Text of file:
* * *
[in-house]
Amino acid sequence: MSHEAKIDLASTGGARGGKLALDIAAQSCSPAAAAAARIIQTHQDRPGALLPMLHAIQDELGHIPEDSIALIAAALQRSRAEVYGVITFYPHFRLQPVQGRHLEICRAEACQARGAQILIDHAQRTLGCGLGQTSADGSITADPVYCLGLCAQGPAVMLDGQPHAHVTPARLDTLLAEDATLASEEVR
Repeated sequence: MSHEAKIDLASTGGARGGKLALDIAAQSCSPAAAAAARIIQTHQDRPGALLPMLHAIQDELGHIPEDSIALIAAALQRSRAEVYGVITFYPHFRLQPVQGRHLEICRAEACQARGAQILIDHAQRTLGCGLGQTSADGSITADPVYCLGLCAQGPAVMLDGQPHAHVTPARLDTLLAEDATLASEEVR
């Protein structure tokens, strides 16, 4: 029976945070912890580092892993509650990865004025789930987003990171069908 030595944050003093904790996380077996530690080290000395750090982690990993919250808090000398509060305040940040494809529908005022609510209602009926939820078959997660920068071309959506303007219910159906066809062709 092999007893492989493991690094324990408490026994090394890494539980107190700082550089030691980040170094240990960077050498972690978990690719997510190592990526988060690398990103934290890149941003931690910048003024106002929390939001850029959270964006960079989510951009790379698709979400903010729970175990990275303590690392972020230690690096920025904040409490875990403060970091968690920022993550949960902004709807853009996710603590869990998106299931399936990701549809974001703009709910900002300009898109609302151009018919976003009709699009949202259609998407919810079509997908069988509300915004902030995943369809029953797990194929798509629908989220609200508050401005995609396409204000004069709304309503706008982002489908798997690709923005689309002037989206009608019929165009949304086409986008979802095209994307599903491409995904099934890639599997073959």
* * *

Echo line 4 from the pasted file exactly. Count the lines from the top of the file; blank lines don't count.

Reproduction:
């Protein structure tokens, strides 16, 4: 029976945070912890580092892993509650990865004025789930987003990171069908 030595944050003093904790996380077996530690080290000395750090982690990993919250808090000398509060305040940040494809529908005022609510209602009926939820078959997660920068071309959506303007219910159906066809062709 092999007893492989493991690094324990408490026994090394890494539980107190700082550089030691980040170094240990960077050498972690978990690719997510190592990526988060690398990103934290890149941003931690910048003024106002929390939001850029959270964006960079989510951009790379698709979400903010729970175990990275303590690392972020230690690096920025904040409490875990403060970091968690920022993550949960902004709807853009996710603590869990998106299931399936990701549809974001703009709910900002300009898109609302151009018919976003009709699009949202259609998407919810079509997908069988509300915004902030995943369809029953797990194929798509629908989220609200508050401005995609396409204000004069709304309503706008982002489908798997690709923005689309002037989206009608019929165009949304086409986008979802095209994307599903491409995904099934890639599997073959």